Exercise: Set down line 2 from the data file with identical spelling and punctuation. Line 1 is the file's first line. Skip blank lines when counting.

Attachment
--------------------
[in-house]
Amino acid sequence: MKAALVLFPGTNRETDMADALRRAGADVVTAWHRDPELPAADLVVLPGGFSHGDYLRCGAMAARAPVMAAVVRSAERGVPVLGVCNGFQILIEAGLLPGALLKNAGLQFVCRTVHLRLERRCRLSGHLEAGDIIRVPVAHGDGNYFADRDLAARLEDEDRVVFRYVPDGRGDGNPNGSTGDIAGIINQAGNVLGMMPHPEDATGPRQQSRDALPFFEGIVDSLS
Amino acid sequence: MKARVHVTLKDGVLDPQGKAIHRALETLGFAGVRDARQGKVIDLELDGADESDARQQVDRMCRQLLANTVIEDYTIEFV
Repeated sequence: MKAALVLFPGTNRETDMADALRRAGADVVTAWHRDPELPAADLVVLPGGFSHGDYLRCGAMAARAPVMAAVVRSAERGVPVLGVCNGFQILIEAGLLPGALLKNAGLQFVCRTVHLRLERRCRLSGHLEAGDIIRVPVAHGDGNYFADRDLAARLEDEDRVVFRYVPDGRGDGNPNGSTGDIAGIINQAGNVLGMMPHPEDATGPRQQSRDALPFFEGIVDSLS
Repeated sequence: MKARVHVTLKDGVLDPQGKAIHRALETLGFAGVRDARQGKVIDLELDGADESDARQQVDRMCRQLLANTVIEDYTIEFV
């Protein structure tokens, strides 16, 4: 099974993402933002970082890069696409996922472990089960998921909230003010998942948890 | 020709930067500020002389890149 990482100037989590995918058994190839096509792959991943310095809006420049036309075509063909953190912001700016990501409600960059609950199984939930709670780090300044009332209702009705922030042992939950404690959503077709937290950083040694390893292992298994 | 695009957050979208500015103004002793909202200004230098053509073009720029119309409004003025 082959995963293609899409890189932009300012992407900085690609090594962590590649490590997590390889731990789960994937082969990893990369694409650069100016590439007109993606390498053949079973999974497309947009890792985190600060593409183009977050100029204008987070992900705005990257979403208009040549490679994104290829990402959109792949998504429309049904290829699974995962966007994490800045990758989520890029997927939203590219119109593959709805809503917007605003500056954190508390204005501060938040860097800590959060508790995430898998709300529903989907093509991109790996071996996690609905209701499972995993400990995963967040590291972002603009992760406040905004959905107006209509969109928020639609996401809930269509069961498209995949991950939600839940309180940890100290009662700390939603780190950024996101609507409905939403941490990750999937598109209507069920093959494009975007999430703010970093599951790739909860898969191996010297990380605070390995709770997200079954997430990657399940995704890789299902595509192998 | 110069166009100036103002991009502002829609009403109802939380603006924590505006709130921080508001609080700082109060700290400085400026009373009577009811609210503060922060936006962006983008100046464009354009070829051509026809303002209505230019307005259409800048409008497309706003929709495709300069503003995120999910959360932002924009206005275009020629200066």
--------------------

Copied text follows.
Amino acid sequence: MKAALVLFPGTNRETDMADALRRAGADVVTAWHRDPELPAADLVVLPGGFSHGDYLRCGAMAARAPVMAAVVRSAERGVPVLGVCNGFQILIEAGLLPGALLKNAGLQFVCRTVHLRLERRCRLSGHLEAGDIIRVPVAHGDGNYFADRDLAARLEDEDRVVFRYVPDGRGDGNPNGSTGDIAGIINQAGNVLGMMPHPEDATGPRQQSRDALPFFEGIVDSLS